[Date Prev][Date Next] [Thread Prev][Thread Next] [Date Index] [Thread Index]

need help in identifying changed files in pacakges, + general pacakging questions

I'm trying to develop a system of identifying all the files belonging to packages
that have changed on a system.

This is very important if you want to save a current configuration.  For example
I go in and tweak various files here and there (init scripts) or change config
files (sendmail, etc...).  I'd like to identify all these and put them in some
sort of archive, so that I can reproduce the state of the machine if I have
to do a fresh reinstall, or transfer the config to another machine.

 At first I thought I could look at the creating time, mod time, but if a
person edits a file, all times will be set to the same.  

By taking a quick look around the /var/lib/dpkg/info I noticed several types of
files that look promising.  First are the md5sum files but:::

# /bin/ls -1 | cut -d"." -f1 | sort |uniq |wc
    212     212    1684
# /bin/ls -1| grep md5 | cut -d"." -f1 | sort |uniq |wc
     72      72     548

not all packages have md5sums.  Maybe md5sums should be generated during the
package installation process if one is not available.  There are also two files
in the 131 dist "comerr2.checksums    e2fsprogs.checksums".  What is with
the different file extension.

Another type of file that looked interesting is the .conffiles but I realized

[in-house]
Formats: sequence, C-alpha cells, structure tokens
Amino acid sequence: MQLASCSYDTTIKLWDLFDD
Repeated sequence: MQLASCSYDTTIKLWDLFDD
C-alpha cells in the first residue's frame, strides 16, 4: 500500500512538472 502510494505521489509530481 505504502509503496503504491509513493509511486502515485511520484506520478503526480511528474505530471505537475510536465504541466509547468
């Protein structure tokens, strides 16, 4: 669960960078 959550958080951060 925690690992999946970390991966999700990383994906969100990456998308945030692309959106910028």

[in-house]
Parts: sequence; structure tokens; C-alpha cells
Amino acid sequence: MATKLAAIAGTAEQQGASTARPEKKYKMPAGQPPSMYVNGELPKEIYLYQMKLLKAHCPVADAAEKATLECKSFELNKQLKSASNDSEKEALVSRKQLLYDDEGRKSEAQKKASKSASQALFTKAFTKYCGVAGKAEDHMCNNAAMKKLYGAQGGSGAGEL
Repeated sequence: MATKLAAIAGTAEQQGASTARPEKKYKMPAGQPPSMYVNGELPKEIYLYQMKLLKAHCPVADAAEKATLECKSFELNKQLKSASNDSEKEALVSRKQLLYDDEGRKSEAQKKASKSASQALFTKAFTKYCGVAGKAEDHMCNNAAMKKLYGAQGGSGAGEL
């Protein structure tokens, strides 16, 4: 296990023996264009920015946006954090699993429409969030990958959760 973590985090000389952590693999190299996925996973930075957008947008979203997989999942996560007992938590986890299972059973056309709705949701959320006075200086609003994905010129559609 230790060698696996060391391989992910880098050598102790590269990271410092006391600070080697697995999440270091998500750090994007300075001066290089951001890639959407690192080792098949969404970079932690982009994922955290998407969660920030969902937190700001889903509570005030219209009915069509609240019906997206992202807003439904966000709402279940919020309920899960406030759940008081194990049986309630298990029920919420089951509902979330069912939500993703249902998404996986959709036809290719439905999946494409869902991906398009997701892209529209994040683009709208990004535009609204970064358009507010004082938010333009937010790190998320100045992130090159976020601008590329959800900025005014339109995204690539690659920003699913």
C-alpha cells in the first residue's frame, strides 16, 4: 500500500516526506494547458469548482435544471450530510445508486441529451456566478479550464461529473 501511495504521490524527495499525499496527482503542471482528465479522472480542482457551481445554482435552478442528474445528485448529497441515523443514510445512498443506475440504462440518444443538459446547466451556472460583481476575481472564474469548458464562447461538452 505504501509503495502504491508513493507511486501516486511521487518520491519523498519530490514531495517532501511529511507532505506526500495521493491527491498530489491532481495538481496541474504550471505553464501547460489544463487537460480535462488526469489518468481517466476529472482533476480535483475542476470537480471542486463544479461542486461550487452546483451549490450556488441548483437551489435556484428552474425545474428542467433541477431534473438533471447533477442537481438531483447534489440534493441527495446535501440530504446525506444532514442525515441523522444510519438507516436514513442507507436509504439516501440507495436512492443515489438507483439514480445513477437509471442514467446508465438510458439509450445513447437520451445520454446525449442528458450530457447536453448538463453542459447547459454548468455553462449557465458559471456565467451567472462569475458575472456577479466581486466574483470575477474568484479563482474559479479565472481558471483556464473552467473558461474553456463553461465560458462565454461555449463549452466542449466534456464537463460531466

that for X apps the app-default is usually not included in the conffiles, which
I think they should be, but maybe I misunderstand the role of conffiles.   That
would be isolate the configuration related files from the applications related
files.  For example the XTerm xdefaults from the xterm executable, or the man
page, which should not be changed.  The files that are not suppose to be changed
should be watched with tripwire, if it's not done already.  Any comments?

One possible way of keeping track of modified packages would be to touch
all the files a package with the installation date, and keep track of the
installation date, then you'd just have to look at the dates for the files
to identify whether or not the file was modified since installation or not,
if somebody didn't want the change to be noticed (intentionally) they could
touch the file manually.

Another option would be to set up something along the same line as tripwire
to track changes, but md5sum on /usr would be quite CPU intensive, and would
prevent the SA from circumventing the system easily, which is handy.

Is there any type of audit trail in place for package addition, upgrade, 
deletion?  This is a pretty broad topic, but might as well throw it in 
for good measure.

BTW, I happen to feel pretty strongly about these issues, and having been
an SA for some years, and having to deal with production type environments,
I can say that these issues are also very important to a great many other
people as well.


TO UNSUBSCRIBE FROM THIS MAILING LIST: e-mail the word "unsubscribe" to
debian-devel-request@lists.debian.org . 
Trouble?  e-mail to templin@bucknell.edu .

Reply to: